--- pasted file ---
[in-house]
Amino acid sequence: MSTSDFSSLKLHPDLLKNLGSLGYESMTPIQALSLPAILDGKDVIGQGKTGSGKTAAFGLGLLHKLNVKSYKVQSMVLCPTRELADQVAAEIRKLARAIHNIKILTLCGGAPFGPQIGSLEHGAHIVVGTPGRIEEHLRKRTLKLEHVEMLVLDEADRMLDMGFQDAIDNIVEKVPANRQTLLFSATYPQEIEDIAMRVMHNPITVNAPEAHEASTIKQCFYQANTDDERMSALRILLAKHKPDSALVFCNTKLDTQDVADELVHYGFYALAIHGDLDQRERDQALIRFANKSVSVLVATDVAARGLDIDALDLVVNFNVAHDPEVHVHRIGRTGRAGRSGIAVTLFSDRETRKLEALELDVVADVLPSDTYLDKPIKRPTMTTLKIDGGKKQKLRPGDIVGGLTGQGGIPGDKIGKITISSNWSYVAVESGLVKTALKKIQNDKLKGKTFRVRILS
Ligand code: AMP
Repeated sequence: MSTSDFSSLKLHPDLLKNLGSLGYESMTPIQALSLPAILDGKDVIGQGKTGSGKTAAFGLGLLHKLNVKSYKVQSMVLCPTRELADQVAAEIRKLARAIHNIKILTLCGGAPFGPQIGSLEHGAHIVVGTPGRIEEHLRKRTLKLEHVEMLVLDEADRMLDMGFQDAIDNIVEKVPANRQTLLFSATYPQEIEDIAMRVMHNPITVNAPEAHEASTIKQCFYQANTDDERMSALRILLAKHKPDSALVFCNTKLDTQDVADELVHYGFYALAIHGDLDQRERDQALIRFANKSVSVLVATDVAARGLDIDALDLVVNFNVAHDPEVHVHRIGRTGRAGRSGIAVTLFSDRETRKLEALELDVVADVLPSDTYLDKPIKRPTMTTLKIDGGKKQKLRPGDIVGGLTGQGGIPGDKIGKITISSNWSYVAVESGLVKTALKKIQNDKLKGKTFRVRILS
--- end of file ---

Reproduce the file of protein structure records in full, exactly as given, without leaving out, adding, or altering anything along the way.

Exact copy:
[in-house]
Amino acid sequence: MSTSDFSSLKLHPDLLKNLGSLGYESMTPIQALSLPAILDGKDVIGQGKTGSGKTAAFGLGLLHKLNVKSYKVQSMVLCPTRELADQVAAEIRKLARAIHNIKILTLCGGAPFGPQIGSLEHGAHIVVGTPGRIEEHLRKRTLKLEHVEMLVLDEADRMLDMGFQDAIDNIVEKVPANRQTLLFSATYPQEIEDIAMRVMHNPITVNAPEAHEASTIKQCFYQANTDDERMSALRILLAKHKPDSALVFCNTKLDTQDVADELVHYGFYALAIHGDLDQRERDQALIRFANKSVSVLVATDVAARGLDIDALDLVVNFNVAHDPEVHVHRIGRTGRAGRSGIAVTLFSDRETRKLEALELDVVADVLPSDTYLDKPIKRPTMTTLKIDGGKKQKLRPGDIVGGLTGQGGIPGDKIGKITISSNWSYVAVESGLVKTALKKIQNDKLKGKTFRVRILS
Ligand code: AMP
Repeated sequence: MSTSDFSSLKLHPDLLKNLGSLGYESMTPIQALSLPAILDGKDVIGQGKTGSGKTAAFGLGLLHKLNVKSYKVQSMVLCPTRELADQVAAEIRKLARAIHNIKILTLCGGAPFGPQIGSLEHGAHIVVGTPGRIEEHLRKRTLKLEHVEMLVLDEADRMLDMGFQDAIDNIVEKVPANRQTLLFSATYPQEIEDIAMRVMHNPITVNAPEAHEASTIKQCFYQANTDDERMSALRILLAKHKPDSALVFCNTKLDTQDVADELVHYGFYALAIHGDLDQRERDQALIRFANKSVSVLVATDVAARGLDIDALDLVVNFNVAHDPEVHVHRIGRTGRAGRSGIAVTLFSDRETRKLEALELDVVADVLPSDTYLDKPIKRPTMTTLKIDGGKKQKLRPGDIVGGLTGQGGIPGDKIGKITISSNWSYVAVESGLVKTALKKIQNDKLKGKTFRVRILS